United States--History--Civil War, 1861-1865--Personal narratives, Confederate.
Found in 10 Collections and/or Records:
Armistead Burwell Letter
Benjamin J. Garner Letter, 1862 May 10
Letter from Garner to "brother" no place recorded. Garner asks for food and supplies as the cost in camp is high for even the smallest portions of food. He also mentions that his troops beat the Yankees at Yorktown and took 1300 prisoners and ran them off.
Dolly Smart Letter
Harman A. Hiner Letter
Letter from Harman A. Hiner, camp near Fredericksburg, Spotsylvania County, Va., to Miss Victoria Jane Wilson, Wilsonville, Highland County, Va. He will send her a camp song about a man who came into camp to sell eggs. He talked with some Yankees when he was on picket duty and some said the war would be over in the fall. He relates tales of "warlike" activities in camp. He mentions he and the boys are getting their pictures taken.
J. F. Carson Letter
Letter from J. F. Carson, Camp, 1st NC Cavalry, near Bellfield, Va. to [?]. He reports that he is well, tired of war, and that some "rowdy boys" tried to relieve the guard but Maj. McCloud came down and quieted them. He tells of the men's reaction to reports of peace. He hopes to hear soon that the Confederacy is "free and independent". Capt. White of Warren was the successful Knight at the "grand tournament".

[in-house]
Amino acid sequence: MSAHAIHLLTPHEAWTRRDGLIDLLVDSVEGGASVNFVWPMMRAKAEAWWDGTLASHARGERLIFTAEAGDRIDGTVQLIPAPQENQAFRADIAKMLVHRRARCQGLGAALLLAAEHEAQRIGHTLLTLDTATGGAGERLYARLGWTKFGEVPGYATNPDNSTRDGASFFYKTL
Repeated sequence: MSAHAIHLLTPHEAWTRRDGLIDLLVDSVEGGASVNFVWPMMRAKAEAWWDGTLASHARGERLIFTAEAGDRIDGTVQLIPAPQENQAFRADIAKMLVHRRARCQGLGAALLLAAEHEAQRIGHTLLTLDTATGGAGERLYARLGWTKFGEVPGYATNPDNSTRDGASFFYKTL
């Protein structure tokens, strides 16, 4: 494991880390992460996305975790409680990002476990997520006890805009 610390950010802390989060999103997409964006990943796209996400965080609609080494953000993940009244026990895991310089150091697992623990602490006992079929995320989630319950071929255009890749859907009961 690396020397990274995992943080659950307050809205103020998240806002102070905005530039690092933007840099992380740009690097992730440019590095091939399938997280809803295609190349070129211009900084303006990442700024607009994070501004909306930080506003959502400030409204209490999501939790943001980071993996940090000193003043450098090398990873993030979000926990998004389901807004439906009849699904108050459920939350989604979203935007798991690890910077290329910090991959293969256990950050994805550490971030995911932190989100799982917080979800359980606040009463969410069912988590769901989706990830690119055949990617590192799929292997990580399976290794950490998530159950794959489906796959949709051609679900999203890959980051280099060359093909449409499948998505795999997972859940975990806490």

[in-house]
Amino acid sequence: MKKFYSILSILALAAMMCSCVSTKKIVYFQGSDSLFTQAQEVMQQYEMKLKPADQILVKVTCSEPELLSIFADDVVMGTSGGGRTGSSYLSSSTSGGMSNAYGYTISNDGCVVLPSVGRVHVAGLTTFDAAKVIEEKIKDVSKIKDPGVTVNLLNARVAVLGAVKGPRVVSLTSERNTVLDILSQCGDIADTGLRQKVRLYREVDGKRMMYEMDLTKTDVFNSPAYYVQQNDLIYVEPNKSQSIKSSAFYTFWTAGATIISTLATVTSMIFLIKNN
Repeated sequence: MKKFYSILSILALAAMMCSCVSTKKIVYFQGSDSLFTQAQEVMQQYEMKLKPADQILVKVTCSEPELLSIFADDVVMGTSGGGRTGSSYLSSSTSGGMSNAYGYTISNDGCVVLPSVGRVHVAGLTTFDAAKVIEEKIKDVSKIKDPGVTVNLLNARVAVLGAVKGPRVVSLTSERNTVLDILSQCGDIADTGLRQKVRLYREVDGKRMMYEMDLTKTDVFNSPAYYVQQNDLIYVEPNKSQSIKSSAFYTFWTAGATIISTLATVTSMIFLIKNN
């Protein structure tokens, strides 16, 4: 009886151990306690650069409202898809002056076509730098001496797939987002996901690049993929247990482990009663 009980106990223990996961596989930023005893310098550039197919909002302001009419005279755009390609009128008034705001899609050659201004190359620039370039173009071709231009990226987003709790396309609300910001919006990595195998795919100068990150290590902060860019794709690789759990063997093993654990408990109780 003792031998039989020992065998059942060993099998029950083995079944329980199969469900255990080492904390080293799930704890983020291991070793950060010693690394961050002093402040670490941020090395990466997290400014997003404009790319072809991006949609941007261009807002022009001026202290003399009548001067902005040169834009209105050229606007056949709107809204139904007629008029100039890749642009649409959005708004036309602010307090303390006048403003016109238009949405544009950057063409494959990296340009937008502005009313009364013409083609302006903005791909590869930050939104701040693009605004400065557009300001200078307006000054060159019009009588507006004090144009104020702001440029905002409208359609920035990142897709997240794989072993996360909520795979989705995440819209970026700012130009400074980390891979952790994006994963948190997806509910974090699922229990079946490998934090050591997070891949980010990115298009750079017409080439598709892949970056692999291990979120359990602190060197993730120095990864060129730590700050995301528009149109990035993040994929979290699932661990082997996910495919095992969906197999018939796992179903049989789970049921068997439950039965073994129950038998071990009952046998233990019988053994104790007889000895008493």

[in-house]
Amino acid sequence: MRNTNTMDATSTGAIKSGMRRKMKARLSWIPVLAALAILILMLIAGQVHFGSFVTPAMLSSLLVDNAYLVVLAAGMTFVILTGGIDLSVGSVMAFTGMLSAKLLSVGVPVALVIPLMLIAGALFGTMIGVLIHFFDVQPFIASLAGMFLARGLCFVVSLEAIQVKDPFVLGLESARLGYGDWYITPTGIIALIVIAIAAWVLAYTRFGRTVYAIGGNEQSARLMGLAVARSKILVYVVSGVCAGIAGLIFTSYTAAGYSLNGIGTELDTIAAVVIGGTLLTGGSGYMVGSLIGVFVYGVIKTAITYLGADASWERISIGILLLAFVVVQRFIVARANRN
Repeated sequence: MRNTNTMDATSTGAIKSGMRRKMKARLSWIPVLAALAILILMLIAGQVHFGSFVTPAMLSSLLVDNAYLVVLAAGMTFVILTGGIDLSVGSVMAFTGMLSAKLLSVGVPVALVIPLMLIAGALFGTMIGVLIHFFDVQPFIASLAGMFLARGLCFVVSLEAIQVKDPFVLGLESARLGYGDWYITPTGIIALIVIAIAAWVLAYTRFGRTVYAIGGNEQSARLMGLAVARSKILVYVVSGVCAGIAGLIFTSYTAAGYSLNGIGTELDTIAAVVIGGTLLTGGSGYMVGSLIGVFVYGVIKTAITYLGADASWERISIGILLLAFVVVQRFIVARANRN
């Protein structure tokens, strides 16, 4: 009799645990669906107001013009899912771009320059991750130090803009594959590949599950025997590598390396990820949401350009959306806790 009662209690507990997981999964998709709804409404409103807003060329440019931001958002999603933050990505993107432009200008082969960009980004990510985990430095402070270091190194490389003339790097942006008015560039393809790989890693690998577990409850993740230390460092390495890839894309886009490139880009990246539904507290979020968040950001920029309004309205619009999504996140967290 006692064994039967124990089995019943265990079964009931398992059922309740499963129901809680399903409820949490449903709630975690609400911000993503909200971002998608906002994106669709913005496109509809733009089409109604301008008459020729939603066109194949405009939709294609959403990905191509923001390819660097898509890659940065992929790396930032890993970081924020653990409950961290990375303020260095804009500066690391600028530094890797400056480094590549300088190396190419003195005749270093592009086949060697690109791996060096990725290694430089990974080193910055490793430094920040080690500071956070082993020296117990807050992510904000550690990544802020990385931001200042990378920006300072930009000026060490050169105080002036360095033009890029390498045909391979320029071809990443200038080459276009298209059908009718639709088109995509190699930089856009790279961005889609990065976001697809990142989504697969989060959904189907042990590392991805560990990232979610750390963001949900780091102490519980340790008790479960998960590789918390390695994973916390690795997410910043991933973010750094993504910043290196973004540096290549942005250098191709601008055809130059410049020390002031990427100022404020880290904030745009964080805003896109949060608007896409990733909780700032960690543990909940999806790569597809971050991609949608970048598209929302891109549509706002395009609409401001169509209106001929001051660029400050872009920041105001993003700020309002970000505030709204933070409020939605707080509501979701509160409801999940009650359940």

L.W. Fisk Letter
L.W. Fisk, Capt. Crescent Rifles, Warwick Co., Va., to Major W.H. Rightor, Commanding Louisiana Battalion. Fisk describes an encounter of his infantry detachment of 100 men under Col. Dreux against a Federal detachment and a few horsemen near Newport News, Va. He takes over the command when Col. Dreux is killed. However, the enemy fled which prevented carrying out Col. Dreux' command.
Willie McLean Letters
Letters from Willie McLean, Camp 5th Va. Cavalry, to his family with news of camp life, skirmishes, and accounts of Jubal A. Early and General John B. Gordon's troops
W. C. Winn Letter, 1862 June 4
William Woodville, Jr. Letters
Letters from William Woodville, Jr. of Baltimore, Maryland written to his wife 'Nan' (Ann C. Schley Woodville) during the Civil War while serving as an aide to Brig. General Harry T. Hays, CSA. His letters describe camp life and military maneuvers mostly in Virginia, including the Peninsular Campaign. A marriage license of Woodville to Schley dated 1855 is also included. The collection contains original letters and typescripts of original letters.